ADK hires new executive director

Woodworth to stay on as CEO

Michael Barrett (Provided photo — Missouri State Public Defender)

After just about a year of searching, the Adirondack Mountain Club (ADK) announced Wednesday that it has hired a new executive director as longtime leader Neil Woodworth prepares for retirement.

Michael Barrett, head of Missouri’s public defender system, will lead the outdoors group, while Woodworth will stay on as CEO. Missouri news media reported Thursday that Barrett had resigned his state position there.

“Michael, an avid outdoorsman and paddler, will be returning to New York later this fall, along with his wife Sebrina, who is the Executive Director of the Missouri Bar, his son Mason (13), and his daughter Molly (7),” an ADK press release said.

In an interview with the Enterprise late last year, Woodworth said ADK had planned on a lengthy overlap to ensure the new director is brought up to speed on Adirondack issues. He also said the club wanted a lawyer, like himself, to fill the position.

“We’re going to be looking for someone who has my advocacy skills, legal knowledge (and) the ability to bring a lawyer’s training to legislative issues before the DEC (state Department of Environmental Conservation) and Adirondack Park Agency,” Woodworth said last October. “We have been involved in many, many issues involving different kinds of plans, from the Forest Preserve in the Adirondacks and Catskills to big state parks like Letchworth and Allegany and Sterling Forest.”

These are “all issues or battles where it really helps to have a lawyer’s (skills),” Woodworth continued. “My background was as a litigation lawyer — who did appeals, motions and trials. I think the club believed that’s a good background in anybody who takes my place.”

Barrett is coming to the ADK after four years as head of the Missouri public defender system, though it was a fairly tumultuous reign.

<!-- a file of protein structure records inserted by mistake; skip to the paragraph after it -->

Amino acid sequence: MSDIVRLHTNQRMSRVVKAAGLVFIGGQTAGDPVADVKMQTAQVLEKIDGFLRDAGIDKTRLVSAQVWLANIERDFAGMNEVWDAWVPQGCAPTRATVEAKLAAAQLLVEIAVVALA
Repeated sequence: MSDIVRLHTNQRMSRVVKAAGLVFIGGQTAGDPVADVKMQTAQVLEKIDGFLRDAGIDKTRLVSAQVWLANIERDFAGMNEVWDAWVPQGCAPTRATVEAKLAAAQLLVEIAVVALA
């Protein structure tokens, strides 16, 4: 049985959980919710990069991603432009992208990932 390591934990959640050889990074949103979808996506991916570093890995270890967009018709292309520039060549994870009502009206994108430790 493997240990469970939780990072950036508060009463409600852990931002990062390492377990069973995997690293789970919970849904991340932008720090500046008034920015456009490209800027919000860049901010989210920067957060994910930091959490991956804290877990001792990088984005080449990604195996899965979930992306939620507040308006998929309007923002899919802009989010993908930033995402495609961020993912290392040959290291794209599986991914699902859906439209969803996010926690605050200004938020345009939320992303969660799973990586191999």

The ACLU sued that state’s public defender system in federal court in 2017, under Barrett’s term, over the amount of work the state’s roughly 500 public defenders were doing. Barrett gained notoriety for appointing former Missouri Gov. Jay Nixon to defend a case in protest of proposed funding cuts for the department, though a judge later ruled Barrett did not have the authority to make such an appointment. The ACLU lawsuit was settled earlier this year.

According to ADK, Barrett is a former foreign language interrogator for the U.S. Army who obtained his law degree in 2002 and then worked as an attorney to the New York Assembly Codes Committee. He worked in the administrations of New York governors Eliot Spitzer and David Paterson.

William Janeway, executive director of the Adirondack Council environmental advocacy group, welcomed Barrett, saying, “His experience will serve him well as we all work to protect the park’s ecology, beauty and wilderness, and improve public recreation.”

Janeway also praised Woodworth, saying in a press release, “For more than 35 years, Neil produced results through his dedication, passion, expertise, knowledge, vision and ability to lead volunteers and staff. Neil has had an incredible positive impact on the preservation of wildlands, protection of and opening to the public of waters such as Little Tupper Lake, the Boreas Ponds, and education of outdoor enthusiasts. We also recognize his wife Holly, for all she has done and helped Neil accomplish, for the Adirondacks, New York and the Adirondack Mountain Club.”

ADK declined to provide contact information for Barrett, saying he is still finishing up at his old position.


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